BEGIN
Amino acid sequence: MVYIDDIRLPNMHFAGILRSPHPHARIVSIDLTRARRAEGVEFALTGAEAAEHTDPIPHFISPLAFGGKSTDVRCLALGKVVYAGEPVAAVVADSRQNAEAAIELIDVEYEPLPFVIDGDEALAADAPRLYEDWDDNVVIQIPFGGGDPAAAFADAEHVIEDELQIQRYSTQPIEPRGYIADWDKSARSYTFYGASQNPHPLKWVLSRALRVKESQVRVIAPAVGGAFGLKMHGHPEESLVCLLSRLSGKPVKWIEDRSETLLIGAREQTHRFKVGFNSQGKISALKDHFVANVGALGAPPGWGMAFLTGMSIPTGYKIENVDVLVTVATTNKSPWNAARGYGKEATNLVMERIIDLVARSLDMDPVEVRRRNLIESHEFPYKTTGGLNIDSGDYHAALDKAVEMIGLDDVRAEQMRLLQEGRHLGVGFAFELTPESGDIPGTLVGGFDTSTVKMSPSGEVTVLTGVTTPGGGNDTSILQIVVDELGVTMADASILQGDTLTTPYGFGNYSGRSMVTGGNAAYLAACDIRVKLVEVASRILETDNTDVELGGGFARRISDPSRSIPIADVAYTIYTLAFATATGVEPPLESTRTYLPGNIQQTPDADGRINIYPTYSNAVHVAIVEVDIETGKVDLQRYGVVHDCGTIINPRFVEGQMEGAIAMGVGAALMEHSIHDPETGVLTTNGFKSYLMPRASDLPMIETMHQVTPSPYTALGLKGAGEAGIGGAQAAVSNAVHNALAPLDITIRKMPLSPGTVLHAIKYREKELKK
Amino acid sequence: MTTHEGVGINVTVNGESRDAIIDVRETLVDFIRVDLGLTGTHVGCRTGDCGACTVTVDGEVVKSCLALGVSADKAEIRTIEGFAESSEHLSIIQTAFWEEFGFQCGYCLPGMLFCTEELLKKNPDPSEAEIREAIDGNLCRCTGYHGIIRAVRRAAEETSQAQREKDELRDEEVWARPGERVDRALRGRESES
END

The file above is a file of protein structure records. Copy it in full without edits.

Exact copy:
Amino acid sequence: MVYIDDIRLPNMHFAGILRSPHPHARIVSIDLTRARRAEGVEFALTGAEAAEHTDPIPHFISPLAFGGKSTDVRCLALGKVVYAGEPVAAVVADSRQNAEAAIELIDVEYEPLPFVIDGDEALAADAPRLYEDWDDNVVIQIPFGGGDPAAAFADAEHVIEDELQIQRYSTQPIEPRGYIADWDKSARSYTFYGASQNPHPLKWVLSRALRVKESQVRVIAPAVGGAFGLKMHGHPEESLVCLLSRLSGKPVKWIEDRSETLLIGAREQTHRFKVGFNSQGKISALKDHFVANVGALGAPPGWGMAFLTGMSIPTGYKIENVDVLVTVATTNKSPWNAARGYGKEATNLVMERIIDLVARSLDMDPVEVRRRNLIESHEFPYKTTGGLNIDSGDYHAALDKAVEMIGLDDVRAEQMRLLQEGRHLGVGFAFELTPESGDIPGTLVGGFDTSTVKMSPSGEVTVLTGVTTPGGGNDTSILQIVVDELGVTMADASILQGDTLTTPYGFGNYSGRSMVTGGNAAYLAACDIRVKLVEVASRILETDNTDVELGGGFARRISDPSRSIPIADVAYTIYTLAFATATGVEPPLESTRTYLPGNIQQTPDADGRINIYPTYSNAVHVAIVEVDIETGKVDLQRYGVVHDCGTIINPRFVEGQMEGAIAMGVGAALMEHSIHDPETGVLTTNGFKSYLMPRASDLPMIETMHQVTPSPYTALGLKGAGEAGIGGAQAAVSNAVHNALAPLDITIRKMPLSPGTVLHAIKYREKELKK
Amino acid sequence: MTTHEGVGINVTVNGESRDAIIDVRETLVDFIRVDLGLTGTHVGCRTGDCGACTVTVDGEVVKSCLALGVSADKAEIRTIEGFAESSEHLSIIQTAFWEEFGFQCGYCLPGMLFCTEELLKKNPDPSEAEIREAIDGNLCRCTGYHGIIRAVRRAAEETSQAQREKDELRDEEVWARPGERVDRALRGRESES